Fractions were created by the ancient Egyptians in 1800 B.C. Egyptians created a number system on a base 10 concept, which is similar to the numerical systems used in the United States and around the world for creating fractions. Originally, Egyptians used pictures as well as numerals to display and differentiate numbers.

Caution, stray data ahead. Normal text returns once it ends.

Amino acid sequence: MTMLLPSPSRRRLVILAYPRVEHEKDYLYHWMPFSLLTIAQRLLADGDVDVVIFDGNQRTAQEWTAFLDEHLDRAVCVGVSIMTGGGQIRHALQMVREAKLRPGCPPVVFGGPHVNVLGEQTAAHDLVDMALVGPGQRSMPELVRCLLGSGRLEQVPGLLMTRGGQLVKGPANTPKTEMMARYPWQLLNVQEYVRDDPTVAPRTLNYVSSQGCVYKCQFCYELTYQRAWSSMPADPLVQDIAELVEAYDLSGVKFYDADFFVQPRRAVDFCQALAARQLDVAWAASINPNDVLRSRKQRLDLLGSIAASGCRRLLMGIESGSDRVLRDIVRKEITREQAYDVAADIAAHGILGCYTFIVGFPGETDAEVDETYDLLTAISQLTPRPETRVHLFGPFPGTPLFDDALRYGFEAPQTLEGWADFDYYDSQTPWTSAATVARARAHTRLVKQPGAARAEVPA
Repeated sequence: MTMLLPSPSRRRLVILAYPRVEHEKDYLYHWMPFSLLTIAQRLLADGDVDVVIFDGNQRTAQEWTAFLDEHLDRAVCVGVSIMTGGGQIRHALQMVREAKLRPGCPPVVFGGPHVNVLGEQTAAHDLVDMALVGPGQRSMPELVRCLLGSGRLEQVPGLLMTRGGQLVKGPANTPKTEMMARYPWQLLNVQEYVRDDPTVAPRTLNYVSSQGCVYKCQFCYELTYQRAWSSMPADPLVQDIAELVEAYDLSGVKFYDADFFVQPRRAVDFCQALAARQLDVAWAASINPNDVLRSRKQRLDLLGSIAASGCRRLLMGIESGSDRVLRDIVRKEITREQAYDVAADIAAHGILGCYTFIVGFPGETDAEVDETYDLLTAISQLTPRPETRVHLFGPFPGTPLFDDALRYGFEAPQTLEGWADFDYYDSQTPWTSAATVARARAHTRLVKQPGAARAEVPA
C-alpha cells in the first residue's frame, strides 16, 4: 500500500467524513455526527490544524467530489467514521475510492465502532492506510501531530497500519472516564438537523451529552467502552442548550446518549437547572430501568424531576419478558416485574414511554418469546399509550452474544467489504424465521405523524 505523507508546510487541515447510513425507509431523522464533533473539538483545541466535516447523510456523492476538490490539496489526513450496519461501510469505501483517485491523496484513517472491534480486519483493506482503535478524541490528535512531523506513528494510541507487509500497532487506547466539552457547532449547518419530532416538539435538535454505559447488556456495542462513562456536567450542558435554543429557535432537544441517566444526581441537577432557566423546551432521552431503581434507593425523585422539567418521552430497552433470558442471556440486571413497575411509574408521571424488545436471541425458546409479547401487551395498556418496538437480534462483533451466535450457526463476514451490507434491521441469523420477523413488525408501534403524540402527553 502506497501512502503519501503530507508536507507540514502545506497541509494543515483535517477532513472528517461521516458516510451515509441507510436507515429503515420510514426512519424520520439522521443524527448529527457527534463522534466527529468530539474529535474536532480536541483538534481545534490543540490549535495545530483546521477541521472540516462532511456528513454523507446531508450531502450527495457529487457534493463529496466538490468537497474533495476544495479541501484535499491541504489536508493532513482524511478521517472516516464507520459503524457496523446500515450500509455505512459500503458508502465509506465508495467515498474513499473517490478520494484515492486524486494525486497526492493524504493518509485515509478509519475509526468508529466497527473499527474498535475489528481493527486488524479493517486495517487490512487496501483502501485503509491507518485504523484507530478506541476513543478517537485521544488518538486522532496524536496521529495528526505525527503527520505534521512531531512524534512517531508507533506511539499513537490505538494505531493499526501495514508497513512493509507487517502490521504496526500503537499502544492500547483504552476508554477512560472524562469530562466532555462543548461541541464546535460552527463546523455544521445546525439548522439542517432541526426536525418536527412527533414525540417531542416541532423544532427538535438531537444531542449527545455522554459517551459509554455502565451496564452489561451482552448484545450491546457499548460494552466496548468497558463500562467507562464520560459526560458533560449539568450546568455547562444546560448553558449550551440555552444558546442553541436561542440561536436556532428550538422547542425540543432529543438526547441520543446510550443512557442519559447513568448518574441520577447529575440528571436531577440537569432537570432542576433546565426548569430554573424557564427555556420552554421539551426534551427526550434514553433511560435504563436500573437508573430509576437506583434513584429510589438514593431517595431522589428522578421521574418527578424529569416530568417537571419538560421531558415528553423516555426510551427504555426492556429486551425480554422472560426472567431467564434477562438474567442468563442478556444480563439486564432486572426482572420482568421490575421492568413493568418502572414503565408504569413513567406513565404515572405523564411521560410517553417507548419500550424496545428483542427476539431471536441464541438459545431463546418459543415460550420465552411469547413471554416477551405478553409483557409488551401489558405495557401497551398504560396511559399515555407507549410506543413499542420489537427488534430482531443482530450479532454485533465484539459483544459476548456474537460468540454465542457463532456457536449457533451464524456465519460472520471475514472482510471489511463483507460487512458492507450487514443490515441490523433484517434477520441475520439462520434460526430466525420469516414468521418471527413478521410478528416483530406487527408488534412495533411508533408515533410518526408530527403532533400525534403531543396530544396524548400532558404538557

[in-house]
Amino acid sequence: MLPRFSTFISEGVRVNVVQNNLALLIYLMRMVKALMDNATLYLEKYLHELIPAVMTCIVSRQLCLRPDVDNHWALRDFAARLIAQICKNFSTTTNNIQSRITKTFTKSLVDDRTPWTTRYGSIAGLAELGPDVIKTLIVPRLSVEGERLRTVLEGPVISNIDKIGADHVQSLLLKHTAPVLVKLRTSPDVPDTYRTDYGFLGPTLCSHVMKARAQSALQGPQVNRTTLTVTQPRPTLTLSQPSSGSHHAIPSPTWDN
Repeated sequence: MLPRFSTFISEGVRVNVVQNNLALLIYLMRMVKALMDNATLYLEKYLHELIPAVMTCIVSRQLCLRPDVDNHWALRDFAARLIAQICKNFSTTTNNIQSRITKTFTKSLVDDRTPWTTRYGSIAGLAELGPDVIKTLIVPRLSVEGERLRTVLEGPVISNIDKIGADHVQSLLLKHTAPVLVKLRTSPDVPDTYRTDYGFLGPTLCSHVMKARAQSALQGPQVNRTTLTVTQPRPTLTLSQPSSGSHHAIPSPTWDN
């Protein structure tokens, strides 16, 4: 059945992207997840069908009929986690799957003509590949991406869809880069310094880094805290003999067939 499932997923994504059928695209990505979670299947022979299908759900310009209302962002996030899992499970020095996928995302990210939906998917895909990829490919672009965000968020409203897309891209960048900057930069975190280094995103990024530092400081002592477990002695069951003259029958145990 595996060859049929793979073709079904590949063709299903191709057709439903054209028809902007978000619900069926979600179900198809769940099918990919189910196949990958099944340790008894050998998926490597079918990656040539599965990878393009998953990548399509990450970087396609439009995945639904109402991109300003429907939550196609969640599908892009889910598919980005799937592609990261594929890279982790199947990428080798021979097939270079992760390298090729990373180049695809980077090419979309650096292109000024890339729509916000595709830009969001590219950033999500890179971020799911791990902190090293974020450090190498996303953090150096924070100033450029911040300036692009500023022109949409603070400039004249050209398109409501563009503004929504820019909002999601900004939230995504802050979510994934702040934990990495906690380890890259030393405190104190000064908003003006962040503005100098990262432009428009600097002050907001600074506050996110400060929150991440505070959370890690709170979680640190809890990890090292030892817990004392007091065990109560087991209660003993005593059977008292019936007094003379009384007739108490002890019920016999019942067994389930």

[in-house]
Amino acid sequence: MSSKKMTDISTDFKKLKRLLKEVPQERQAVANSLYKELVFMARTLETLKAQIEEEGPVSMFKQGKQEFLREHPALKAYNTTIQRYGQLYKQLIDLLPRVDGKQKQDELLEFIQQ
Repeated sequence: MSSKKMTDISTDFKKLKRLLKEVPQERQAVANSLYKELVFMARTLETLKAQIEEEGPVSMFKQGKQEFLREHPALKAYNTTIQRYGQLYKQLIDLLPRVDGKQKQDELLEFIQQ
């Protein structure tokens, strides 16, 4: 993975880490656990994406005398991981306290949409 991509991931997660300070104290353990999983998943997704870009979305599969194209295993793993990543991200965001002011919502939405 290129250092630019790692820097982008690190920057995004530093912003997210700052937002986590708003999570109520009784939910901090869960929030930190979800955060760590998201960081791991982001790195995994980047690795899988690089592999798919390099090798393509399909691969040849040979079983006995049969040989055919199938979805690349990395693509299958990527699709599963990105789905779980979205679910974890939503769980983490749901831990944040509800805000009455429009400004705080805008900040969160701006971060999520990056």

Egyptian numeral hieroglyphs were used to represent numbers of various sizes, and included the numbers one through 100,000. Fractions were also denoted in pictographs, and they had different representational objects than whole numbers. Egyptians described fractions in units, which had the number "one" as the numerator, or top number. Instead of placing a straight line beneath the numerator to separate it from the denominator, Egyptians used the image of a mouth; the mouth meant "part," and served as an appropriate symbol for partitioning the two numbers in fractions. The Egyptian system of representing fractions was relatively basic; it was easy to understand and facilitated the calculation of simple fractions. However, this system was quite difficult for performing complex calculations. The Egyptians created tables to overcome this problem, which allowed them to look up answers to numerical problems. Ancient Romans quickly adopted the fraction-denoting system created by the Egyptians, and they created more complex and elaborate counting charts and tables.